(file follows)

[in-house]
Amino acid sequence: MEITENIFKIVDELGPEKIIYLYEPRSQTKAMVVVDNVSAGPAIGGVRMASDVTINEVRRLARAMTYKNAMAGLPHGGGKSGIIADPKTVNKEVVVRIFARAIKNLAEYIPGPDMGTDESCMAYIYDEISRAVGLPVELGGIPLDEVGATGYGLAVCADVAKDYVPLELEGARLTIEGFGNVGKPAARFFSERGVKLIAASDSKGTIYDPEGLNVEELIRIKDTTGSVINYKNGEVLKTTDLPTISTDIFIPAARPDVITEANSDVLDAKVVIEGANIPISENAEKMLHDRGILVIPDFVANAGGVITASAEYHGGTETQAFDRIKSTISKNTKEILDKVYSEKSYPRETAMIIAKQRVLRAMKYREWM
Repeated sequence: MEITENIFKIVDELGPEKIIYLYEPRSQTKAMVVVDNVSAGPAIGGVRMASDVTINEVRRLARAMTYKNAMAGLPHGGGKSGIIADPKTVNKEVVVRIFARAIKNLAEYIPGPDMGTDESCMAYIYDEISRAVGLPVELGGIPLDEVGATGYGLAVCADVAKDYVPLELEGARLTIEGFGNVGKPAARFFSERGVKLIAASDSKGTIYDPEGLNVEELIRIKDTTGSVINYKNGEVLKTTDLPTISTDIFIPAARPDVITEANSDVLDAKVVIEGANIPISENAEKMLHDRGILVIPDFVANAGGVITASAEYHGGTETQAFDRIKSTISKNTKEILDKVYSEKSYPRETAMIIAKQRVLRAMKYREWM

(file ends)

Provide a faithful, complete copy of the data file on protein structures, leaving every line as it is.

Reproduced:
[in-house]
Amino acid sequence: MEITENIFKIVDELGPEKIIYLYEPRSQTKAMVVVDNVSAGPAIGGVRMASDVTINEVRRLARAMTYKNAMAGLPHGGGKSGIIADPKTVNKEVVVRIFARAIKNLAEYIPGPDMGTDESCMAYIYDEISRAVGLPVELGGIPLDEVGATGYGLAVCADVAKDYVPLELEGARLTIEGFGNVGKPAARFFSERGVKLIAASDSKGTIYDPEGLNVEELIRIKDTTGSVINYKNGEVLKTTDLPTISTDIFIPAARPDVITEANSDVLDAKVVIEGANIPISENAEKMLHDRGILVIPDFVANAGGVITASAEYHGGTETQAFDRIKSTISKNTKEILDKVYSEKSYPRETAMIIAKQRVLRAMKYREWM
Repeated sequence: MEITENIFKIVDELGPEKIIYLYEPRSQTKAMVVVDNVSAGPAIGGVRMASDVTINEVRRLARAMTYKNAMAGLPHGGGKSGIIADPKTVNKEVVVRIFARAIKNLAEYIPGPDMGTDESCMAYIYDEISRAVGLPVELGGIPLDEVGATGYGLAVCADVAKDYVPLELEGARLTIEGFGNVGKPAARFFSERGVKLIAASDSKGTIYDPEGLNVEELIRIKDTTGSVINYKNGEVLKTTDLPTISTDIFIPAARPDVITEANSDVLDAKVVIEGANIPISENAEKMLHDRGILVIPDFVANAGGVITASAEYHGGTETQAFDRIKSTISKNTKEILDKVYSEKSYPRETAMIIAKQRVLRAMKYREWM